Richard Levick – Standing on the Shoulders of Giants

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As a young child I always wanted to be taken seriously, especially by my father. What I thought of the ’68 election, the Vietnam War, Watergate…It wasn’t that he and I hadn’t had plenty of good discussions, it was that he had already come to the conversations with opinions largely fully formed. I learned a lot from those discussions and still remember many of the lessons. But the relationship was clear, father and son. Teacher and student.

Then one day, two-thirds of the way through law school, it happened. My father asked me a legal-business question, as an empty vessel, asking me, his son, “What did I think?” Whatever joy I had in this long-anticipated moment was vanquished by the realization that I didn’t really want this adult responsibility after all. That in a small way, the torch was starting to be passed and with it, its weight. The endless rights we envision of adulthood as children are quickly replaced by the endless responsibilities we inherit with maturity. Are we ready for the torch to pass to us?

This past Friday I had the honor to moderate two conversations with Ambassador Andrew Young, the great Civil Rights leader, confidant of Martin Luther King, Jr., who had served as a Congressman, Mayor, brought the Olympics to Atlanta, and so much more. The programs include a webcast with CommPRO on their new American Legends series and a podcast on In House Warrior in concert with the Corporate Counsel Business Journal. I was joined by co-hosts on each program, including the remarkable Dr. Denise Hill, historian and Assistant Professor, Strategic Communication, at Elon College; Bill Ide, a partner at Akerman and the former general counsel of Monsanto and former President of the ABA; and Ed Grosvenor, the Editor-in-Chief of American Heritage magazine. Each of these co-hosts are incredibly interesting guests in their own right and have and will be on future programs.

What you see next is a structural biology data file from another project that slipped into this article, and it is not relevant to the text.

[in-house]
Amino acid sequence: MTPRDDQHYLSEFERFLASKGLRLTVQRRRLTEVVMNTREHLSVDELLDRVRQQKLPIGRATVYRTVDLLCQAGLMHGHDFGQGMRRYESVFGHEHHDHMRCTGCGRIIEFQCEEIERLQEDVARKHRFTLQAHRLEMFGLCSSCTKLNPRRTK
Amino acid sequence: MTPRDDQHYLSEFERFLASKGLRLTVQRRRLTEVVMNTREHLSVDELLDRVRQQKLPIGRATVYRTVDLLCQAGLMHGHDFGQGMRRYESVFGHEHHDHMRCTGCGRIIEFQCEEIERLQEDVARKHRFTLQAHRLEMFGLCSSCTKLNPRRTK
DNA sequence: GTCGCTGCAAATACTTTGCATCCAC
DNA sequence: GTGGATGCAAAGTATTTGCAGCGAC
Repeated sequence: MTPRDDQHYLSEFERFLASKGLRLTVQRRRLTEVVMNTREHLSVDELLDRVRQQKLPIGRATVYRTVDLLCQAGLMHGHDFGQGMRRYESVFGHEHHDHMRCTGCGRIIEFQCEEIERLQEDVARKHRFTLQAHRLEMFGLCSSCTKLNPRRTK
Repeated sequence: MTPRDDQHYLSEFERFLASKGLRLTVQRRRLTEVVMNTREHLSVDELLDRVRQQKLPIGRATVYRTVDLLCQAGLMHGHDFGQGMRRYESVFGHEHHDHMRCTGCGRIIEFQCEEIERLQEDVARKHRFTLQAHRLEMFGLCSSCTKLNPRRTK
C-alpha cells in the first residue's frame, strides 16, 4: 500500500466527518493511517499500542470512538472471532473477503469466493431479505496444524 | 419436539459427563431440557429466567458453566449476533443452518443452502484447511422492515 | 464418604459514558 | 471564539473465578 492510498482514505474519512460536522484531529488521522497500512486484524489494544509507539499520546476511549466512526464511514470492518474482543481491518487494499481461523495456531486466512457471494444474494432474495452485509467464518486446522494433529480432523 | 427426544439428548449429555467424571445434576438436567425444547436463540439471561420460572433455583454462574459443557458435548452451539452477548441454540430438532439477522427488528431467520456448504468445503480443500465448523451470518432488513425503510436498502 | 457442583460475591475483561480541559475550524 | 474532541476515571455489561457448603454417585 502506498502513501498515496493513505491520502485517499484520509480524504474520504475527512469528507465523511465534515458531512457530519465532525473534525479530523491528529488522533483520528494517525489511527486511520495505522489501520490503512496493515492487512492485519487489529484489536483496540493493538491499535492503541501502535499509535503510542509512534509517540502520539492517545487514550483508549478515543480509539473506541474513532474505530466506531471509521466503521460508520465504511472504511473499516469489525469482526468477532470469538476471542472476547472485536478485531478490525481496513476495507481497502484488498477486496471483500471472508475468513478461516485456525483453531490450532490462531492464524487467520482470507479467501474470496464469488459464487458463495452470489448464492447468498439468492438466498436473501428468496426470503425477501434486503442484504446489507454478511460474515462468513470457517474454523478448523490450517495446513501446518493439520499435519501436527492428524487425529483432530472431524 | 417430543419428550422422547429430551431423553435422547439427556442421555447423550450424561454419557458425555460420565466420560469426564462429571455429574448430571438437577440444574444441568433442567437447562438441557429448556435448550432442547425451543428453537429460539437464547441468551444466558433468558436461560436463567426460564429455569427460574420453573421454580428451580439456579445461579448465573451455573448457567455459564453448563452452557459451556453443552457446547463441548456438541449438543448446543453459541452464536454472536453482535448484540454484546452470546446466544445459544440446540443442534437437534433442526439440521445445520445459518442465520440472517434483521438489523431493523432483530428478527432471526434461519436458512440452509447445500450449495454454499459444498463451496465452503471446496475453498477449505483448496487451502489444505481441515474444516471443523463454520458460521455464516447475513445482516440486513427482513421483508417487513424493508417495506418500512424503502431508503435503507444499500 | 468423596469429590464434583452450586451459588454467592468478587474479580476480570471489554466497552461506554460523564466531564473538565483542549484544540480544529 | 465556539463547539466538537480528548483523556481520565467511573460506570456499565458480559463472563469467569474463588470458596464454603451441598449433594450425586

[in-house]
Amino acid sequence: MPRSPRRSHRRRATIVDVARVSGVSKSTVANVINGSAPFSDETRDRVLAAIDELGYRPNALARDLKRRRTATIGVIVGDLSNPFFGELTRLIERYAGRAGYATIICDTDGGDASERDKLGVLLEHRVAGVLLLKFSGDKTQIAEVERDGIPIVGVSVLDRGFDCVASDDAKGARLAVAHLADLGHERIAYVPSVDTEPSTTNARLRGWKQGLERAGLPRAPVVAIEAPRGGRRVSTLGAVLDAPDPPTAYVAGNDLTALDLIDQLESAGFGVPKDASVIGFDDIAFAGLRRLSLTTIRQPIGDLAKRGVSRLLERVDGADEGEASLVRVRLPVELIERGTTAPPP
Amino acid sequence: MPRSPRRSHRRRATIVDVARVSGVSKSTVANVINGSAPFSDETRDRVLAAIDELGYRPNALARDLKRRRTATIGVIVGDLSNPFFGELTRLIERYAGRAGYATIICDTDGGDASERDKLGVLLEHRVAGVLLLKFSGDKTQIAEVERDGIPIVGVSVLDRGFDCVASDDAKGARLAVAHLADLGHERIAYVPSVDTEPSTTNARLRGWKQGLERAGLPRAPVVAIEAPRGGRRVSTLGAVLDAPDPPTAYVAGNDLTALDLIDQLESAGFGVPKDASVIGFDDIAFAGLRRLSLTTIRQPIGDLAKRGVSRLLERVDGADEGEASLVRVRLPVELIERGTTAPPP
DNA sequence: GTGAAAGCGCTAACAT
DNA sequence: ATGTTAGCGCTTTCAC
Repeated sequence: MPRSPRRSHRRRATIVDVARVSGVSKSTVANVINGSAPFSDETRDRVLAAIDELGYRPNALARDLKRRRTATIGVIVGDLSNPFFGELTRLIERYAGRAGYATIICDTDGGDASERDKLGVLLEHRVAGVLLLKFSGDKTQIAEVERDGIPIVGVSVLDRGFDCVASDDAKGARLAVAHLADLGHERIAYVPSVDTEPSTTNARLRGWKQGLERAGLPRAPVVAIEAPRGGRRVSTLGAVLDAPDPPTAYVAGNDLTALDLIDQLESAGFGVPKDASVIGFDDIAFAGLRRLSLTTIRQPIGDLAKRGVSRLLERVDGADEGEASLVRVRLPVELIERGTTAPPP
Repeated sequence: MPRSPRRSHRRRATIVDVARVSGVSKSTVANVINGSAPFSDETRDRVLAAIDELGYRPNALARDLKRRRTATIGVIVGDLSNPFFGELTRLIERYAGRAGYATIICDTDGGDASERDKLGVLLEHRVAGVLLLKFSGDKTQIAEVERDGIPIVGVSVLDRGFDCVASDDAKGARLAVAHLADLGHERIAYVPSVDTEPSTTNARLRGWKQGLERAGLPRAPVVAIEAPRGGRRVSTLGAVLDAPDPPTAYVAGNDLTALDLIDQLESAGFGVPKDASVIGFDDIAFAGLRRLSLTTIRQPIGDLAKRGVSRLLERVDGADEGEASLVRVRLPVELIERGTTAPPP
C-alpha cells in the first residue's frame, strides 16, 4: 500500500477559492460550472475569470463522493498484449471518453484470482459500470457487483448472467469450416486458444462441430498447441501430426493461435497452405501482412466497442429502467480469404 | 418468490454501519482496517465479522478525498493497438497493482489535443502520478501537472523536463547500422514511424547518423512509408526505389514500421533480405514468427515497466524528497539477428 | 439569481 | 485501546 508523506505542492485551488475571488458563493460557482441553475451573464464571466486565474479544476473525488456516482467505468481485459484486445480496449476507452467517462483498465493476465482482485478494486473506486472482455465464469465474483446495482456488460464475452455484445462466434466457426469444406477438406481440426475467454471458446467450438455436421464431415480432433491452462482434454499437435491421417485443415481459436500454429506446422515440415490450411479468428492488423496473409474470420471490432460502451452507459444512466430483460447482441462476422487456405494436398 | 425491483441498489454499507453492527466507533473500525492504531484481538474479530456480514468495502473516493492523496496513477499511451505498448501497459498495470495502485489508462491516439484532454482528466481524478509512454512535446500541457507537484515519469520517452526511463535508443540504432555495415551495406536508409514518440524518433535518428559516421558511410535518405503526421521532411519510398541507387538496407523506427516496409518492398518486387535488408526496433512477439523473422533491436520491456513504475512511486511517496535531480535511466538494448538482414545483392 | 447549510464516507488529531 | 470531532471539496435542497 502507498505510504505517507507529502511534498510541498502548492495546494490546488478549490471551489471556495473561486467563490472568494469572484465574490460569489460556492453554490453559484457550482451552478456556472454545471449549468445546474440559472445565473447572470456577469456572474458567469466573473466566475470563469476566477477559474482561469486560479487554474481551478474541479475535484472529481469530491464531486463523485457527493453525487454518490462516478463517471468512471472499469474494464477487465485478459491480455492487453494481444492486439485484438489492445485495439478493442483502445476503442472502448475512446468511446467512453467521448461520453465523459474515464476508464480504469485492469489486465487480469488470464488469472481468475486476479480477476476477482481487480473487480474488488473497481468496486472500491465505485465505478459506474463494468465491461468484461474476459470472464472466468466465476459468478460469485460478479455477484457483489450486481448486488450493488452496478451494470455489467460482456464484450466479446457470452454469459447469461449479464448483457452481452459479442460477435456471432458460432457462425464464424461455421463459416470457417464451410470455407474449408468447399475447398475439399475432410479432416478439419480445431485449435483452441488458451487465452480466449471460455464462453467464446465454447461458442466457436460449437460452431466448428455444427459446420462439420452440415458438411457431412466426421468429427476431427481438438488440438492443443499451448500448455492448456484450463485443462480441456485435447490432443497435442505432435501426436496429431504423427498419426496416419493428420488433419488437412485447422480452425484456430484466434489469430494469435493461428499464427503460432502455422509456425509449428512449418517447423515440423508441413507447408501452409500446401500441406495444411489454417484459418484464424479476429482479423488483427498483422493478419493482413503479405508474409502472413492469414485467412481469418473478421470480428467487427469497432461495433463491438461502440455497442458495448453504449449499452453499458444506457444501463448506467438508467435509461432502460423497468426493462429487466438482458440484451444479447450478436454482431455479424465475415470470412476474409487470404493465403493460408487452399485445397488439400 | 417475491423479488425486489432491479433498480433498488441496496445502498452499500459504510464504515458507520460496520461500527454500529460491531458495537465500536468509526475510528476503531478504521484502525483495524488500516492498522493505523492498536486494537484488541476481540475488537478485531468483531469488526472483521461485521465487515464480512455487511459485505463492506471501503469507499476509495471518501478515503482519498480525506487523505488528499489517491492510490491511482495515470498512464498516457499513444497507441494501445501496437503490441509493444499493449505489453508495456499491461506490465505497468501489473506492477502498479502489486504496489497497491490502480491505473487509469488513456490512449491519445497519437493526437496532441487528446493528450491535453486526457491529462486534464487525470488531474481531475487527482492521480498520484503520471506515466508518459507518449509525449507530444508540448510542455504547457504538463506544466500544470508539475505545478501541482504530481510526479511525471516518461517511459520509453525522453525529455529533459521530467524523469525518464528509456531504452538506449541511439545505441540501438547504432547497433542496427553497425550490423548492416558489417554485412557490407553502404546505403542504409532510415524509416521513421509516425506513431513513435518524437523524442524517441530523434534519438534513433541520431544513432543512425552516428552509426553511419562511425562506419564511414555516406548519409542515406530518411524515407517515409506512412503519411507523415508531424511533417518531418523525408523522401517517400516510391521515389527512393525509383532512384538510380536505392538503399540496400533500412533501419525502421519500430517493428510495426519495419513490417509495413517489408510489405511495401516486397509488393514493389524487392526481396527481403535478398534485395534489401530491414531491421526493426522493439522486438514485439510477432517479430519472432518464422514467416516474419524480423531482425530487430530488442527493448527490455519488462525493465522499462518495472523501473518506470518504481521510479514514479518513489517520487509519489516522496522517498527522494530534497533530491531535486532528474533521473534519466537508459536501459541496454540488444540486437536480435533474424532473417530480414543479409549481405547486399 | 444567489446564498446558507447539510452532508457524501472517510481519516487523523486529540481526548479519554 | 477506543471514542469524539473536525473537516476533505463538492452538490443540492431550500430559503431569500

Toward the end of the CommPRO webinar, an audience question came in too late to be asked, but it struck me nonetheless. “Thank you for the reminiscences of Ambassador Young” but could he talk more about today? “Reminiscences?” This last voice of history from the 1960’s Civil Rights movement? In. The. Room. with Dr. King and so many more. Whose “Andy Young Presents” videos has him in the room with Jimmy Carter, Hank Aaron, Nelson Mandela and on and on.

“How does this affect me?” is a fair question. It also seemed like the kind of dismissive question that in today’s walking-on-eggshells world, would sound like cancelling if it didn’t involve someone older, who are the easiest to dismiss. I know it wasn’t meant that way, but it felt sort of like an “OK Boomer” dismissal. “Yeah, yeah, yeah, but can you get to the good stuff?”

Imagine what it would be like to be in the room?

And maybe that is the lesson all in itself. All of us are in the room. What we do next matters most. History doesn’t always feel like history at the moment. Are we ready to carry the torch?

Watch the webinar

Listen to the podcast

Read “Andrew Young Presents”

Richard Levick

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